I wear 2 hats in the hospital. First, I am a hematology/ oncology fellow. In this role, I am responsible for seeing consults, primary patients, and patients in clinic. There are hundreds of other heme/onc fellows around the country, all doing the same things that I do. My second hat is my more unusual one; I am also a registered therapy dog handler.
During my residency, one of our rotations was in a community hospital away from the inner city university where I did most of my training. At this community hospital, I was first introduced to therapy dogs. At the time, I had no experience with therapy dogs and really didn’t know anything about them. These dogs are normal house pets that do extraordinary things. To work as a therapy dog, the animals must be older than 1 year and have exceptional manners and behavior. Their job is simple: to provide joy and smiles. One day, a therapy dog may have an entire nursing unit doting over him; the next may be spent with a very sick patient and her family. Another day, a therapy dog and his handler provided answers to questions about “How is this dog here”…questions from me, a resident near the end of a 30-hour shift.
I have always had a dog in my life. While I was growing up, my family had many different kinds of dogs in our home: Golden Retrievers, Irish Setters, Newfoundlands, and Chow Chows. Once I was in college, then medical school, I had little time to raise and care for a puppy. That didn’t stop me from dreaming, though. I knew that an English bulldog would soon be my pet. I also knew that I could not raise one alone. I was lucky that my future wife Anjaly fell in love with bulldogs as well. Our engagement consisted of her receiving a beautiful diamond, and her present to me was my first dog of my own, an English bulldog puppy we named Princess Danger Curley.
Princess Danger was never intended to be a therapy dog. She came into our home as a pet, a goofball who immediately stole our hearts. The funny thing is that she not only stole our hearts, but that of anyone who met her. She would roll on her back and kiss faces, and was a sweetheart to everyone she met. She left us no choice in the matter—she was clearly born to be a therapy dog! Waiting until she was a year old seemed like overkill, since she was ready at 8 months. Within a month of her first birthday, we scheduled her session to become certified. After 3 sessions, we had our own certified therapy dog.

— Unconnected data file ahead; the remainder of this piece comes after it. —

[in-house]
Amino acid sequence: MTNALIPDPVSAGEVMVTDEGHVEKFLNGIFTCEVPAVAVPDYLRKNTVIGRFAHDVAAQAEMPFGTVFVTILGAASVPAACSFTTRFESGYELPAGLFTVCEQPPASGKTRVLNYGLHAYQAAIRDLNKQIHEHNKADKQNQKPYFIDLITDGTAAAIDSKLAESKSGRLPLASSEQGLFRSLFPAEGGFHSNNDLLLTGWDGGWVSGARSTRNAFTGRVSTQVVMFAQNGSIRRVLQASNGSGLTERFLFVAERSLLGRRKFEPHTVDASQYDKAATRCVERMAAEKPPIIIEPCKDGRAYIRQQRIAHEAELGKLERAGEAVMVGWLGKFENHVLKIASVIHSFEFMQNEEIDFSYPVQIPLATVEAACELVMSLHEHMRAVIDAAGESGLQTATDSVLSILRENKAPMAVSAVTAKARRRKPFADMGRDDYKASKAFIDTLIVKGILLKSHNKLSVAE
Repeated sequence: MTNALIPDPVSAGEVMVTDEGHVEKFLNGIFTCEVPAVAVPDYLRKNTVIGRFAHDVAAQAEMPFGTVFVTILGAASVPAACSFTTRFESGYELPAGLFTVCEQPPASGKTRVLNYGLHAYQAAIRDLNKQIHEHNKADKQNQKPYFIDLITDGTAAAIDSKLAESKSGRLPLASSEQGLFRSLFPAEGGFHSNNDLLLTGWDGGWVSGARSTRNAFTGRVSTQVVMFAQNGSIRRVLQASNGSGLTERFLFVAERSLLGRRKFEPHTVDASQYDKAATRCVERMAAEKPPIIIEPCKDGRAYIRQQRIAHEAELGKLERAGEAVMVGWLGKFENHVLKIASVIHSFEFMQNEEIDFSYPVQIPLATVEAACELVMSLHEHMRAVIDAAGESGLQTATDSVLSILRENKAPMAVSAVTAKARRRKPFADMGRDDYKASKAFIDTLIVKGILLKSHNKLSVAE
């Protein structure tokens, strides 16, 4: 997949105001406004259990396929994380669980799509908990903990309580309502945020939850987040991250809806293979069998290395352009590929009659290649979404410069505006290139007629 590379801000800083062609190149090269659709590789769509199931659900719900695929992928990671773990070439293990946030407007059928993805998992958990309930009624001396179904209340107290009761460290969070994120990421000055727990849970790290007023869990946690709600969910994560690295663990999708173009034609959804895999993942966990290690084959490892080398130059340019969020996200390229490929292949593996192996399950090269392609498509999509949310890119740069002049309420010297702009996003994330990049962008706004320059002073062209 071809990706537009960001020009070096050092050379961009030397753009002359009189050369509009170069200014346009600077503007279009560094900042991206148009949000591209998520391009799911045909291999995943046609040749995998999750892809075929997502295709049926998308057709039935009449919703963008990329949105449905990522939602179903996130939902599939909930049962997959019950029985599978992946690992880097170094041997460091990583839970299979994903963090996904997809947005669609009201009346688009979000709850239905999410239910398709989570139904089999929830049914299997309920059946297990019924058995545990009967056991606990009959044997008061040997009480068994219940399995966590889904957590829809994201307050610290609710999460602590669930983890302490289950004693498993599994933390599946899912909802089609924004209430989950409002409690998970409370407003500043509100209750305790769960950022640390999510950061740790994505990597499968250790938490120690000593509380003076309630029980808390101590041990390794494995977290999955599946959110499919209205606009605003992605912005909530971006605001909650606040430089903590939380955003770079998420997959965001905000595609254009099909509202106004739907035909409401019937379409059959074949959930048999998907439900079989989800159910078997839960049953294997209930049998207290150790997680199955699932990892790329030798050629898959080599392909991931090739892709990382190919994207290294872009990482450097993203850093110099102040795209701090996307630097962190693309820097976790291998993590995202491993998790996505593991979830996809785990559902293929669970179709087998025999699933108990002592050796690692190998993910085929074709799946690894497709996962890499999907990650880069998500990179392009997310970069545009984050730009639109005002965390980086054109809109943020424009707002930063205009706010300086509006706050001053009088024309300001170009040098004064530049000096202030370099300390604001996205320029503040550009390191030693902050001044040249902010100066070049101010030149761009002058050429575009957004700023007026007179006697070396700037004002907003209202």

We didn’t start small. We applied for her to be one of HUP’s Pups at the Hospital of the University of Pennsylvania (HUP). Her certification and vaccine reports were a start, but were not enough for HUP. She underwent a full veterinary examination and passed with flying colors. Her next test was with a veterinary behavioral psychologist, the final test prior to her entering the hospital. We were not surprised that she did not disappoint. She had her ID card picture taken the very next day. She was now a hospital therapy dog with patients to see.The first day we took her to the hospital, my nerves were on edge. I was entering not as a doctor, not as a patient, but as a handler. My sole responsibility was to make sure that my dog was well behaved and appropriate. Her first assignment was the Surgical Intensive Care Unit (SICU) where the head of the therapy dog program walked us through the unit. She gave her love to the nurses’ station and proceeded to see patients. She did this for months, approximately once a week. Her visits lasted between 90 minutes and 2 hours (which is standard for therapy dog visits). Patients laughed, cried, and told me about their dogs. Danger smiled, rolled around, and loved every moment of the scratching and attention she received. She was a rock star at HUP, but we were both leaving to a new city and job at West Virginia University (WVU).I started my hematology/oncology fellowship at WVU and immediately loved what I was doing. Oncology was truly my calling, and each day that passed showed me that I had made the right decision. Therapy dogs were conspicuously absent at WVU and